God’s rebuke is fire. Isaiah 66:15 says, “For the Lord shall come with fire and with His chariots like a whirlwind, to render His anger with fury and His rebuke with flames of fire.”
God’s fury is fire. Lamentations 2:4 says, “He has bent His bow like an enemy, with his right hand set like an adversary; He has killed all who were pleasant to His eye; in the tabernacle of the daughter of Zion, He has poured out His fury like fire.”
God’s jealousy is fire. Zephaniah 3:8 says, “Therefore wait for Me, declares the Lord, until the day when I rise up to seize the plunder; for My decision is to gather nations, to assemble kingdoms, to pour on them My indignation, all My fierce anger; for all the earth will be devoured with the fire of My jealousy.”
There are more examples, but you get the idea. Fire is used throughout the Word to represent a judgment of God upon the earth. With this in mind, one of the most powerful arguments for “fire” as a judgment of God in the form of famine is Ezekiel 5.
The prophecy regarding the “thirds” begins with friction between Israel and the Babylonian armies, during the symbolic act of cutting Ezekiel’s hair:
“As for you, son of man, take a sharp sword. Take and cause it to pass upon your head and upon your beard as a barber’s razor. Then take balances to weigh and divide the hair. You shall burn with fire a third part in the midst of the city when the days of the siege are fulfilled. Then you shall take a third part and strike it with the sword all around the city. And a third part you shall scatter in the wind. And I will draw out a sword after them. You shall also take a few in number from them and bind them in the edges of your robes. Then take some of them again and cast them into the midst of the fire and burn them in the fire. For a fire shall come out into all the house of Israel” (Ezek. 5:1-4).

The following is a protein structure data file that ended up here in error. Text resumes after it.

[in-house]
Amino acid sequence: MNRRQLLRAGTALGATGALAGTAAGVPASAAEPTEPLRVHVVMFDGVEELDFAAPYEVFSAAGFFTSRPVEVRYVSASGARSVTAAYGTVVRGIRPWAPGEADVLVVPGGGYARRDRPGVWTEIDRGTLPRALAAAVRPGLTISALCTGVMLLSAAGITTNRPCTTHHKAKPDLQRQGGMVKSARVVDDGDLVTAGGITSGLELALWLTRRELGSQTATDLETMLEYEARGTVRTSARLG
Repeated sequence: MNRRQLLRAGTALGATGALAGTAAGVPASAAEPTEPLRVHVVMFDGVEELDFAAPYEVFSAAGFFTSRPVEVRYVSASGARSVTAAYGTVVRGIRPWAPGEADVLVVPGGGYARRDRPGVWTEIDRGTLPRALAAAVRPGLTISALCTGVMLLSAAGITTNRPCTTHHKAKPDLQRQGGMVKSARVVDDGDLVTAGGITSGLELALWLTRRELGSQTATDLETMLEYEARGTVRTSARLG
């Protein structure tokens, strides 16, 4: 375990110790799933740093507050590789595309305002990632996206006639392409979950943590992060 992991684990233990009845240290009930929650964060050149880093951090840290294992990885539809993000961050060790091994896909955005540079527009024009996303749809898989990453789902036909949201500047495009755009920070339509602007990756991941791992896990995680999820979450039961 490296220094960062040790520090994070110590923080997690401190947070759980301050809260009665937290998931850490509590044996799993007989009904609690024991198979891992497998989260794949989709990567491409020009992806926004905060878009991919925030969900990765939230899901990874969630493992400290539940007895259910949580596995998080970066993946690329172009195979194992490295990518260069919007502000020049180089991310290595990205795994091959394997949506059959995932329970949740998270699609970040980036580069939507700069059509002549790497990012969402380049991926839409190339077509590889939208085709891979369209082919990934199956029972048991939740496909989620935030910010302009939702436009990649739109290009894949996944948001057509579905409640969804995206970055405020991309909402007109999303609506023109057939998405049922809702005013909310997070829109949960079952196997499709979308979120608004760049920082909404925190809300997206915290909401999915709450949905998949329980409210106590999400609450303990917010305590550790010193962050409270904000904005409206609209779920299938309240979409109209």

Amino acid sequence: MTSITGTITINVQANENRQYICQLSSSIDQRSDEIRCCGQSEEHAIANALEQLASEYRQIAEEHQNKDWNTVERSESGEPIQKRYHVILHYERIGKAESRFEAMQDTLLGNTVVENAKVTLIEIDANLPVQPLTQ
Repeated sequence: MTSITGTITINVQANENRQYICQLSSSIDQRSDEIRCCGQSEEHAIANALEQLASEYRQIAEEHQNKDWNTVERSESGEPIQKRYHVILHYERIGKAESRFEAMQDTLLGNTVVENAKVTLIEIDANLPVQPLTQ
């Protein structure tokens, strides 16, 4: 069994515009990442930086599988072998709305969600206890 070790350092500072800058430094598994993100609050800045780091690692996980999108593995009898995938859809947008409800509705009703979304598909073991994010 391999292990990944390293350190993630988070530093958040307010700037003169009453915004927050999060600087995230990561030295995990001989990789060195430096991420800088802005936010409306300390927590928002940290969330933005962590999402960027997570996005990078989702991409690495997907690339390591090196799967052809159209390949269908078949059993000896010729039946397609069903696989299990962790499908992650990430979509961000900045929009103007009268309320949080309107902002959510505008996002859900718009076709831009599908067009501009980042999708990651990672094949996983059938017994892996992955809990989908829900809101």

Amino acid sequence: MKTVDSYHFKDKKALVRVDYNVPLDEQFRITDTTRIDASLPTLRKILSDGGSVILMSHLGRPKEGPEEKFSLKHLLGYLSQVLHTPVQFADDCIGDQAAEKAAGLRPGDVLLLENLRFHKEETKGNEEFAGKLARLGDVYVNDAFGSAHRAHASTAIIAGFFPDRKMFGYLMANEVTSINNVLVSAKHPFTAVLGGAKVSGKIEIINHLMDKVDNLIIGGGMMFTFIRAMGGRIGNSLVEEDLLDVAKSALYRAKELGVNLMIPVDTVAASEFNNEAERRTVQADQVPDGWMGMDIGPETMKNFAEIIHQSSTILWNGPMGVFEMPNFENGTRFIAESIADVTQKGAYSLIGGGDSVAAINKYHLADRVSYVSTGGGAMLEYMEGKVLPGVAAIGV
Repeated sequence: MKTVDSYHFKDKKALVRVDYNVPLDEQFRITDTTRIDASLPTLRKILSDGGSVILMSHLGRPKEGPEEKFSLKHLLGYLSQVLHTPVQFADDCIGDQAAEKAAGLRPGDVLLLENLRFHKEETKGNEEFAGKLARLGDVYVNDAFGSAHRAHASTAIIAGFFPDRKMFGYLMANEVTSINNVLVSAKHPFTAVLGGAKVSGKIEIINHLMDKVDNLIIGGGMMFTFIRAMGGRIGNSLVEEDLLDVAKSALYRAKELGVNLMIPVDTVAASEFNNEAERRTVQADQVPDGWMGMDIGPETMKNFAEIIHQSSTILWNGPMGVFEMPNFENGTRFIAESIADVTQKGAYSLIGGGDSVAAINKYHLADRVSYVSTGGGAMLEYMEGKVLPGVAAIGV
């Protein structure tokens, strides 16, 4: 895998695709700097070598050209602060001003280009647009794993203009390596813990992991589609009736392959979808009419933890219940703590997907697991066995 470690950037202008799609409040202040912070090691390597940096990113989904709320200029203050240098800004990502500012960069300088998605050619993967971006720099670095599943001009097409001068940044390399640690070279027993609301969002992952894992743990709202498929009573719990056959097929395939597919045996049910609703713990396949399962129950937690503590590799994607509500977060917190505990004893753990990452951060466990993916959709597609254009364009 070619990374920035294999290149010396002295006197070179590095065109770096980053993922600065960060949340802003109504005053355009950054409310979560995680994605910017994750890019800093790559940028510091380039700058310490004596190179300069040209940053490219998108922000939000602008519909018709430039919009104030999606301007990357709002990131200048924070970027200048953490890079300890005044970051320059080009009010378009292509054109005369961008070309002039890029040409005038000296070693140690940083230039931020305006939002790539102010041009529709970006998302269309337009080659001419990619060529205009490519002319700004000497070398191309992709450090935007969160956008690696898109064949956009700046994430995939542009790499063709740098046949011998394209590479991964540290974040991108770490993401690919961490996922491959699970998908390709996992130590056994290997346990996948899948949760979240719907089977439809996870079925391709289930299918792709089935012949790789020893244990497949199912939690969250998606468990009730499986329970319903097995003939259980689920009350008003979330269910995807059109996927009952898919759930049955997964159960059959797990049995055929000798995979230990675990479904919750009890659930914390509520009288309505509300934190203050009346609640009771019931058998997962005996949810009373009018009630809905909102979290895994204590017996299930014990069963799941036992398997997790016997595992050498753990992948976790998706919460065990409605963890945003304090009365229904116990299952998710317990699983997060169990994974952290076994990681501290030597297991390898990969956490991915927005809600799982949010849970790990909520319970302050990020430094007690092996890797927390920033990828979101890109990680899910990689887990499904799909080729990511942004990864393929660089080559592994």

It seems pretty clear by this point that fire is judgment, but obviously not a literal flame that engulfs and kills “all” the house of Israel. Looking a little way down the road in the same narrative, we read what this “fire” actually refers to:
“I will do in you what I have not done, and the like of which I will not do anymore, because of all your abominations. Therefore the fathers shall eat their sons in your midst, and the sons shall eat their fathers. … A third part of you shall die by pestilence or by famine; they shall be consumed in your midst. … When I send upon them the deadly arrows of famine which shall be for their destruction and which I will send to destroy you, then I will also increase the famine upon you and break your staff of bread. So I will send upon you famine and wild beasts, and they shall bereave you of children. And pestilence and bloodshed shall pass through you. And I will bring the sword upon you. I the Lord have spoken it” (Ezek. 5:9-17).